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On ‘S.N.L.,’ a Game of ‘Deal or No Deal’ to End the Government Shutdown


At the “Weekend Update” desk, the anchors Colin Jost and Michael Che continued to riff on the shutdown and a BuzzFeed News report that was disputed by the office of the special counsel, Robert S. Mueller III.

Jost:

President Trump, the man who said he would own the shutdown, clearly does not care about the people who are working unpaid, who can’t afford basic things like food. But why would he care? He’s a billionaire who controls all the hamburgers in the world. Then after Scrooge McDonald’s was done hosting his burger orgy, he went on television today and made a new proposal to end the shutdown. And that proposal was basically, “You give me $5.7 billion and I’ll give you back the Dreamers.”

Am I the only one who thinks that sounds like a hostage negotiation? I can’t wait to see his written proposal. [A ransom note appears on screen.] By the way, these protections he’s offering aren’t even real laws, they’re just vague promises he’s making. And I trust a promise from Donald Trump as much as I trust R. Kelly in a Claire’s boutique.

Che:

Yeah, I agree. That speech sucked. First of all, he didn’t even say hi. He just started talking, like we was already talking. I found that to be rude. Then he said he’s going to stop half the crime and 90 percent of the heroin with something called slats. Which as you can see is a wall without all the wall. Hear that, Mexico? Good luck trying to crack this code. What are you going to do, pass your drugs and small children through those giant slats? Imagine you’re a Coast Guard or TSA or any of the thousands of government workers that are actually stopping drugs and crime from getting into this country, and you haven’t been paid in a month. And the president gets on TV — doesn’t say sorry, doesn’t even say hi — but instead, he’s like, “Hey, what do you all think about slats?”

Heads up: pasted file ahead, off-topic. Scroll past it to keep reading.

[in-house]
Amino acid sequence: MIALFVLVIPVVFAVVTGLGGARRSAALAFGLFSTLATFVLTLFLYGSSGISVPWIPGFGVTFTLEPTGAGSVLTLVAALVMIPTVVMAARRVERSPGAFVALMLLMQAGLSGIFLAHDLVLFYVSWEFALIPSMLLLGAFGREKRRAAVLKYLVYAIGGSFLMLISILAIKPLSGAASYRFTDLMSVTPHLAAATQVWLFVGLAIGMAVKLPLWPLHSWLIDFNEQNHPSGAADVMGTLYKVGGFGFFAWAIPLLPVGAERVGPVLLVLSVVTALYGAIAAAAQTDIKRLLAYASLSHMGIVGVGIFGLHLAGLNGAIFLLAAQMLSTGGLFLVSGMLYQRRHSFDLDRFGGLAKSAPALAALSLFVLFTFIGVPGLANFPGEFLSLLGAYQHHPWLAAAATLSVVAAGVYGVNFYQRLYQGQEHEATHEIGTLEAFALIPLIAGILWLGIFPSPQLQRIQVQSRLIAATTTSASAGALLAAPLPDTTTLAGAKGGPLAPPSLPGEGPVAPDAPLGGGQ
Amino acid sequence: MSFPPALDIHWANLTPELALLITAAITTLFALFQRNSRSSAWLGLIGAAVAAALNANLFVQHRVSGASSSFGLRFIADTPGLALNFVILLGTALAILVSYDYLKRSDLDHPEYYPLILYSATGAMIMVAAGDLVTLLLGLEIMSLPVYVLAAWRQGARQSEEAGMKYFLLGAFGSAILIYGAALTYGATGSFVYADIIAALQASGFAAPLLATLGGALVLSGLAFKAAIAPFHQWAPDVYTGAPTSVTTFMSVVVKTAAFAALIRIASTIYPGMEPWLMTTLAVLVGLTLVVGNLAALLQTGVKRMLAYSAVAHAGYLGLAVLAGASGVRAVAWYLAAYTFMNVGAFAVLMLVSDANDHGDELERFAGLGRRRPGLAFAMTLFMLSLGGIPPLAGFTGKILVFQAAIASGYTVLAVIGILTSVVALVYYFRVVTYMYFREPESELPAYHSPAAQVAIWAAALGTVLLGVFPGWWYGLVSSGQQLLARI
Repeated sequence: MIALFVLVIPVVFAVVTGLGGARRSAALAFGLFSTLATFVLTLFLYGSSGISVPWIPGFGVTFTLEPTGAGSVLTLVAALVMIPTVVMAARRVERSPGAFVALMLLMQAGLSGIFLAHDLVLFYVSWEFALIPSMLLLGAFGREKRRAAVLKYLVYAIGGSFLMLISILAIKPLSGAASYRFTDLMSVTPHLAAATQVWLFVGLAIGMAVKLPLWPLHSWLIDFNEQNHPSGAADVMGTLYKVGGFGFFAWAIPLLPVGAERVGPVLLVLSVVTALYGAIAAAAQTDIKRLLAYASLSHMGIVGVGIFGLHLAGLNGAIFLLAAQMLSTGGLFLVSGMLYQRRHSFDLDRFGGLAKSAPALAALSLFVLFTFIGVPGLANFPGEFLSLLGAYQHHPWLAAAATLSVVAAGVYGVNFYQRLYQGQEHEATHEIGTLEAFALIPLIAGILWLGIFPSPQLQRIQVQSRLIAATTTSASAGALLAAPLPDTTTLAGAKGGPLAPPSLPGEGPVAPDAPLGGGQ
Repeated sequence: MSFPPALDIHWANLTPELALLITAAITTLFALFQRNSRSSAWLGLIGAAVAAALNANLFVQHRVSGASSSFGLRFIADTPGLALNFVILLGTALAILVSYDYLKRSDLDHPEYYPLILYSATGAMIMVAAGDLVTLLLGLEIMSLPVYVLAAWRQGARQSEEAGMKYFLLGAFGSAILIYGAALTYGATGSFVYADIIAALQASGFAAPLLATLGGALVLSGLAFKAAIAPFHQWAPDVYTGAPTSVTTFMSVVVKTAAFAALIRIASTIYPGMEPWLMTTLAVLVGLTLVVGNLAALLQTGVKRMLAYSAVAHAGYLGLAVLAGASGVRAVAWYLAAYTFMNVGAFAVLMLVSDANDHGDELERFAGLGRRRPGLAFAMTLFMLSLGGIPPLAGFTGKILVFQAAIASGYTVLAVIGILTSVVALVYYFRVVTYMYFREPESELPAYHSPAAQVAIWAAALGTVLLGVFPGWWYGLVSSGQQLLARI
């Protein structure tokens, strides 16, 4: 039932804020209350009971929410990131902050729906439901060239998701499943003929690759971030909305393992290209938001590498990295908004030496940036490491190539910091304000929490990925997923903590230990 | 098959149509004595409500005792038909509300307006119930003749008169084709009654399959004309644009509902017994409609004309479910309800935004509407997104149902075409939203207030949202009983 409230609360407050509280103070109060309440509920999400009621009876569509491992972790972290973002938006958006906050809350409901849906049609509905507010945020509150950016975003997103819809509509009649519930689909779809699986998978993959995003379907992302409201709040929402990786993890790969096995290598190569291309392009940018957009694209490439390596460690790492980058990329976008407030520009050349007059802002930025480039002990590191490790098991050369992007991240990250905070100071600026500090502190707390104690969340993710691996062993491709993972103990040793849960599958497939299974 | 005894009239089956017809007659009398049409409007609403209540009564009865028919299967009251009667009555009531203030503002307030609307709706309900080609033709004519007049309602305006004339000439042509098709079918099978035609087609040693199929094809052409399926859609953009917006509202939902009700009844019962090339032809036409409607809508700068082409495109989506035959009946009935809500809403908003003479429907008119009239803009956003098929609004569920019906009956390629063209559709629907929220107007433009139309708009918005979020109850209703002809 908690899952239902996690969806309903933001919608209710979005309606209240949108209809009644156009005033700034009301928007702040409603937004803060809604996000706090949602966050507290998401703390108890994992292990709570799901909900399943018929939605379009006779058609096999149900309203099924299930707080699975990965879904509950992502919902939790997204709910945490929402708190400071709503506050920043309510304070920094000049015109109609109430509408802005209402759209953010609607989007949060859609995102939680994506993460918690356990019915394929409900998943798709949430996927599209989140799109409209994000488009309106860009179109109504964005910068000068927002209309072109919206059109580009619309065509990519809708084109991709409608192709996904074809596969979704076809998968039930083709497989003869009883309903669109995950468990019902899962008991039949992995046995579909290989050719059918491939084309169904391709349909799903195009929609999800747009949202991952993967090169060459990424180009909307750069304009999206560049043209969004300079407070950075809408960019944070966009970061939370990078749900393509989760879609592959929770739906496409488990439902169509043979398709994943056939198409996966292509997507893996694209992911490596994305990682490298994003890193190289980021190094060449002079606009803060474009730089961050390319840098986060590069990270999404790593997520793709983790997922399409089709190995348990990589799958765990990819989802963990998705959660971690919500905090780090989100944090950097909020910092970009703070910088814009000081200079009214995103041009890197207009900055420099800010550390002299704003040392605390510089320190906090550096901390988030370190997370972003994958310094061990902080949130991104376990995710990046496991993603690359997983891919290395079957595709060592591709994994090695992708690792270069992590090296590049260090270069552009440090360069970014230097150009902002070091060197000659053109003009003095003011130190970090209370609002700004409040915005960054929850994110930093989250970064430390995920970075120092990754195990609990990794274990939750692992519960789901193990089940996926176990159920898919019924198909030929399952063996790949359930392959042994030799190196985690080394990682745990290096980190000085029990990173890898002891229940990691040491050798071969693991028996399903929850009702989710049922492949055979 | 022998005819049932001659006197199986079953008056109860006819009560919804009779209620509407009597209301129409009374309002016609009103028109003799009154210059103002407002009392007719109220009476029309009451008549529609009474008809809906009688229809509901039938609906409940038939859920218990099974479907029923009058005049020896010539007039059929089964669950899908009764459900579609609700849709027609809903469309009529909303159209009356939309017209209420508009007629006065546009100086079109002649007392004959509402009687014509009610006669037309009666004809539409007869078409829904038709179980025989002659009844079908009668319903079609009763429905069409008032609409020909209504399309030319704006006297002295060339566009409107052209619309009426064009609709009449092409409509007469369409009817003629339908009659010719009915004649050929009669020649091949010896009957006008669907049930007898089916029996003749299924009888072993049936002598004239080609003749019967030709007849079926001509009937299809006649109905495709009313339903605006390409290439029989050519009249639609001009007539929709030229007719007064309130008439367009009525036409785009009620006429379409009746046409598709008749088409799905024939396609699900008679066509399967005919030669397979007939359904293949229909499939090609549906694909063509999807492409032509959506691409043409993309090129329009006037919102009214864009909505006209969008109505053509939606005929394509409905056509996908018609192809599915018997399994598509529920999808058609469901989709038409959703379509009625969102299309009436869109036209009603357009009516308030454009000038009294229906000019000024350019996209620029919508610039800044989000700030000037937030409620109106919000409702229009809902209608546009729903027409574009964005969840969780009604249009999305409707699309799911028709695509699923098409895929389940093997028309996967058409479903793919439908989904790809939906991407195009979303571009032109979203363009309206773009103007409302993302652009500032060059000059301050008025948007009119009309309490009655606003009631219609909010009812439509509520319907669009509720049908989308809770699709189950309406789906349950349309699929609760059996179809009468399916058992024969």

Jost:

BuzzFeed published a story that said Robert Mueller had evidence of Trump committing an impeachable crime. But the details were so sketchy that even Mueller’s team had to be like, “Sorry, fake news.” How disappointing was that? You know how many suburban moms had to retract their group texts to the family reading, “We got him!!!” The crazy part is that the White House is now celebrating that Mueller disputed only this one aspect of the investigation, while there’s still like 100 other crimes still on the table. If you got tested for every STD, and your doctor said, “Well, the good news is, you don’t have chlamydia,” you wouldn’t be like, “That’s all I need to hear, doc — no condoms for this guy.”

Che:

Look, BuzzFeed, I think it’s great — we all think it’s great that you all want to help. But this isn’t really what we need from you. Y’all are BuzzFeed, you do memes and lists. Everybody’s got that aunt who has roaches, and every Thanksgiving, she’s like, “Hey, y’all, what should I bring?” And we’re like, “Uh, ice. You bring the ice, because we don’t want to be picking raisins out of the turkey.” That’s you, BuzzFeed, you bring the Ice. As Dr. King once said, “Don’t go chasing waterfalls, please stick to the rivers and the lakes that you’re used to.” There’s no shame in that. We all play a role. Look, sometimes, kids come up to me and they’ll say, “Michael Che, I get all my news from you.” And I say, “Don’t do that.” I bring the ice.